Senate Republicans included $1.6 billion for the first installment of President Trump’s border wall in the new homeland security spending bill they released Tuesday, keeping the president’s marquee immigration promise on track.
While avoiding the term “wall,” the Senate bill calls for $1.6 billion in funding for “physical barriers” and border roads — matching Mr. Trump’s original request for money to build or repair fencing along 74 more miles of the U.S.-Mexico line.
The homeland security measure is one of a series of spending bills the GOP released Tuesday as they geared up for an end-of-year battle over 2018 funding.
“This legislation will help enhance border security, provide relief from natural disasters, and help adapt to evolving threats against our country,” said Sen. John Boozman, Arkansas Republican and chairman of the subcommittee that oversees homeland security money.
Mr. Trump had requested money to build new fencing in one part of Texas, to erect new levee wall along the Rio Grande in another part of Texas, and then to repair old fencing in San Diego.
The House has already passed a security-spending bill with the money included.
But Sen. Patrick Leahy, Vermont Democrat and vice chairman of the Appropriations Committee, called inclusion of the wall money a mistake.
“This is bumper sticker budgeting to save face for one of President Trump’s failed campaign promises,” he said.
He said the money could have gone to education, food assistance for the poor, new infrastructure or other needs he said were more pressing.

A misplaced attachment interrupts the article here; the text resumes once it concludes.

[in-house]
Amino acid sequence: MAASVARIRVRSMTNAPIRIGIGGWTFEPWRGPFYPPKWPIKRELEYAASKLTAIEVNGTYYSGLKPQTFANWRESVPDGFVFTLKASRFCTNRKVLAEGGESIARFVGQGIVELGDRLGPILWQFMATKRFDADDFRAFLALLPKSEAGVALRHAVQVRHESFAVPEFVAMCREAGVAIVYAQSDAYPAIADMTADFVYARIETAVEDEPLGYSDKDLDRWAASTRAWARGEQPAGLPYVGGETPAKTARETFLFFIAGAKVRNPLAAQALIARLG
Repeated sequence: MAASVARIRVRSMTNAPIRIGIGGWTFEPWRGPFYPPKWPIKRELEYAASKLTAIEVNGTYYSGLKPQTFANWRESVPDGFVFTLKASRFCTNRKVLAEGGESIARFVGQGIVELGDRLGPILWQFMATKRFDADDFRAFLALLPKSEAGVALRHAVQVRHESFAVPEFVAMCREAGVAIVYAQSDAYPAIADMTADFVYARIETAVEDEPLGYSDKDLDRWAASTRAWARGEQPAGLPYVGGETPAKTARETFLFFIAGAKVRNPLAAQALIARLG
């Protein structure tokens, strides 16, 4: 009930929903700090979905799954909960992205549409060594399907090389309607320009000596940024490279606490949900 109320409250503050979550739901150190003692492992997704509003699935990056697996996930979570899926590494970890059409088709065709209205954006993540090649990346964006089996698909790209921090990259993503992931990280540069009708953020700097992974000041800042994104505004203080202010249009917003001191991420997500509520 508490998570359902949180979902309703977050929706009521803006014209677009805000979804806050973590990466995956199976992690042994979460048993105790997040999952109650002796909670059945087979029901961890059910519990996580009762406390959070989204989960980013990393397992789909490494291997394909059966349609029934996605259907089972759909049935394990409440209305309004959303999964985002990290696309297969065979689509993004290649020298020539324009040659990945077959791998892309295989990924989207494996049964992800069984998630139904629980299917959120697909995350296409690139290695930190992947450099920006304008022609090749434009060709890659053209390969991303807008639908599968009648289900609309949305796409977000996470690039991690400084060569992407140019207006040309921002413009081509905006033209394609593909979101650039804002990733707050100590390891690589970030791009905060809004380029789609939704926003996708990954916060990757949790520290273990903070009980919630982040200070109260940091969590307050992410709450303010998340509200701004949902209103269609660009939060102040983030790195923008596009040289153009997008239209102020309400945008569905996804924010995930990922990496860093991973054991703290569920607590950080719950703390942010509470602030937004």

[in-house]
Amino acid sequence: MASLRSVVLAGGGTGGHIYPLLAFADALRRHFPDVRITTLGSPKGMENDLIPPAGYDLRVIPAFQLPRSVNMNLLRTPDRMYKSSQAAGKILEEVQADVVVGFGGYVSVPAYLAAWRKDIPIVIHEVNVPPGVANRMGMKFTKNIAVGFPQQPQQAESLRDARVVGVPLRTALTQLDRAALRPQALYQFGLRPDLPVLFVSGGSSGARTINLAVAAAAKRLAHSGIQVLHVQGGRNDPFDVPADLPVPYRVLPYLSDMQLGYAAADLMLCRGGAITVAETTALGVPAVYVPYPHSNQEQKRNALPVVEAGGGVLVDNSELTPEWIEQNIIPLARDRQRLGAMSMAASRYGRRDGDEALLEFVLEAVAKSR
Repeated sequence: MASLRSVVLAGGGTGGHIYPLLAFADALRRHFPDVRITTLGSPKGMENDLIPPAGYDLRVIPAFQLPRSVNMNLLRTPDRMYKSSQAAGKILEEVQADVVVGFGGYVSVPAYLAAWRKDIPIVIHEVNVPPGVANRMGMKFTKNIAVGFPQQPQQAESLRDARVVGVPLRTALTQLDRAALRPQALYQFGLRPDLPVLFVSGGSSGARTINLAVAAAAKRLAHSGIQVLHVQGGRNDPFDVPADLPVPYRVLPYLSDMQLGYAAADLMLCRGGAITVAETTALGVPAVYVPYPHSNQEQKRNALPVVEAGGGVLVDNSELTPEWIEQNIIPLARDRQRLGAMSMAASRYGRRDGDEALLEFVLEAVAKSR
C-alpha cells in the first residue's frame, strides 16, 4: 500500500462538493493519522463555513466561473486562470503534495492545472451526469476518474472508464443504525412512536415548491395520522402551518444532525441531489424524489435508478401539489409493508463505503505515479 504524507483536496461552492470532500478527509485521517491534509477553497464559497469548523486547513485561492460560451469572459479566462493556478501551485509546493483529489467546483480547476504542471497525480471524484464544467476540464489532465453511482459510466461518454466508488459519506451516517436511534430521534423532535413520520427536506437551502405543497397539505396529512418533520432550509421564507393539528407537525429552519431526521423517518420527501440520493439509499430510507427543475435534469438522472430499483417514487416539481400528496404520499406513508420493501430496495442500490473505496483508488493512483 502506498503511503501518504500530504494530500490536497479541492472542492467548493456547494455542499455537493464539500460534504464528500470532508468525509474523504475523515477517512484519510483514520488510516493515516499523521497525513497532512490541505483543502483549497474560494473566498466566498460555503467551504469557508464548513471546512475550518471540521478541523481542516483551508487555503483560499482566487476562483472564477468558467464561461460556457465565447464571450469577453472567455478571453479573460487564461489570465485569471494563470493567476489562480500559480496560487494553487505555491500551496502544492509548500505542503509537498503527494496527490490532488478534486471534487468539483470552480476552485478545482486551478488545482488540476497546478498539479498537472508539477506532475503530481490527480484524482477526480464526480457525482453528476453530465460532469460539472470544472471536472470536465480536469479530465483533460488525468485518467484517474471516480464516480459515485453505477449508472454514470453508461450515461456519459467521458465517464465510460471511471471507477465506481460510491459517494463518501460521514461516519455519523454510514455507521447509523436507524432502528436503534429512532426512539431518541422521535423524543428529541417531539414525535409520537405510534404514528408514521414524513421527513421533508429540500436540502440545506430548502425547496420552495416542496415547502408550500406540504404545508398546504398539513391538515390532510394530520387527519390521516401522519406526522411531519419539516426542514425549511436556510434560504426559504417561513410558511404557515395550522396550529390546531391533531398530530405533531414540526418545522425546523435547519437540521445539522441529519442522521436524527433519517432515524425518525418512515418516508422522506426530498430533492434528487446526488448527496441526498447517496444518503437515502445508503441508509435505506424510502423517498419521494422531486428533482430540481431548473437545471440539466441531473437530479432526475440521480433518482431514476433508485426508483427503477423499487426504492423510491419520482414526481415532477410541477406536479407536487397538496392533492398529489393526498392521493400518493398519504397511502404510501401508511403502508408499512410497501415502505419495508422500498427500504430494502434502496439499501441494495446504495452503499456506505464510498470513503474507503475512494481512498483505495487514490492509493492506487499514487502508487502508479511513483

Mr. Leahy also blasted the process Republicans used, saying that if they’d actually put the bills through committee he would have had a chance to offer an amendment delaying wall construction until Mexico agreed to pay for it — as Mr. Trump had repeatedly promised during the campaign.
The president still insists Mexico will foot the bill, but he has not officially proposed any methods to make that happen, and Mexico is adamant that it won’t pay.
Putting the money in bills that will go directly to the Senate floor also likely leaves senators with a take-it-or-leave-it decision, which could give even some anti-wall Republicans protection to vote for the broader spending bill that includes the wall money.
Eight prototypes for new wall designs have been built and are being tested along the border in San Diego, but it’s unclear what role they’ll play in future construction. Customs and Border Protection officials have said the designs are intended to learn from.
The administration has also been reluctant to provide a vision for the wall, saying instead that it will make requests each year based on the most urgent needs Border Patrol agents identify.
That’s frustrated both Republicans and Democrats on Capitol Hill, who say before money is shelled out Mr. Trump should say how much fencing he eventually wants to build, and where.
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